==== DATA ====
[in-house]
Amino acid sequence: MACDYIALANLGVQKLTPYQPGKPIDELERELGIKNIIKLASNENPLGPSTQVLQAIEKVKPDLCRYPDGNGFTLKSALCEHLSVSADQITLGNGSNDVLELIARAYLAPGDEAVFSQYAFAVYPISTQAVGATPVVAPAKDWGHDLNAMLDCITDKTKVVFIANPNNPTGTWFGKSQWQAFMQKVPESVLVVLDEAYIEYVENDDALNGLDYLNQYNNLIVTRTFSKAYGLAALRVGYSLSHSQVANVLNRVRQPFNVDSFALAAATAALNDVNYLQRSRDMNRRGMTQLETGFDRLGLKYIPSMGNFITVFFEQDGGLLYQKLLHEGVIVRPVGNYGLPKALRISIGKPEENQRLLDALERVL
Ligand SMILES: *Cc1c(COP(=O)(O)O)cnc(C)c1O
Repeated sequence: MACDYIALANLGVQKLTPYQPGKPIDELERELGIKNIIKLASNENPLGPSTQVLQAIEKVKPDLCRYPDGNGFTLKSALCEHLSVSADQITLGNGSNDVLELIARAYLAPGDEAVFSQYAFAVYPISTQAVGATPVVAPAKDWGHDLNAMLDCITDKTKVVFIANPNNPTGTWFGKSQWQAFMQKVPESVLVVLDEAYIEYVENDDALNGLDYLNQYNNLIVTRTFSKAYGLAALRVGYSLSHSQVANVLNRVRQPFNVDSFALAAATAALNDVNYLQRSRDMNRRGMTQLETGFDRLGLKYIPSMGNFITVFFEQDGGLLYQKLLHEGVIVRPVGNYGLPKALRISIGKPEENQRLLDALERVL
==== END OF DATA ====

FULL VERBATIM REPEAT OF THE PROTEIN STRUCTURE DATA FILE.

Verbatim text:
[in-house]
Amino acid sequence: MACDYIALANLGVQKLTPYQPGKPIDELERELGIKNIIKLASNENPLGPSTQVLQAIEKVKPDLCRYPDGNGFTLKSALCEHLSVSADQITLGNGSNDVLELIARAYLAPGDEAVFSQYAFAVYPISTQAVGATPVVAPAKDWGHDLNAMLDCITDKTKVVFIANPNNPTGTWFGKSQWQAFMQKVPESVLVVLDEAYIEYVENDDALNGLDYLNQYNNLIVTRTFSKAYGLAALRVGYSLSHSQVANVLNRVRQPFNVDSFALAAATAALNDVNYLQRSRDMNRRGMTQLETGFDRLGLKYIPSMGNFITVFFEQDGGLLYQKLLHEGVIVRPVGNYGLPKALRISIGKPEENQRLLDALERVL
Ligand SMILES: *Cc1c(COP(=O)(O)O)cnc(C)c1O
Repeated sequence: MACDYIALANLGVQKLTPYQPGKPIDELERELGIKNIIKLASNENPLGPSTQVLQAIEKVKPDLCRYPDGNGFTLKSALCEHLSVSADQITLGNGSNDVLELIARAYLAPGDEAVFSQYAFAVYPISTQAVGATPVVAPAKDWGHDLNAMLDCITDKTKVVFIANPNNPTGTWFGKSQWQAFMQKVPESVLVVLDEAYIEYVENDDALNGLDYLNQYNNLIVTRTFSKAYGLAALRVGYSLSHSQVANVLNRVRQPFNVDSFALAAATAALNDVNYLQRSRDMNRRGMTQLETGFDRLGLKYIPSMGNFITVFFEQDGGLLYQKLLHEGVIVRPVGNYGLPKALRISIGKPEENQRLLDALERVL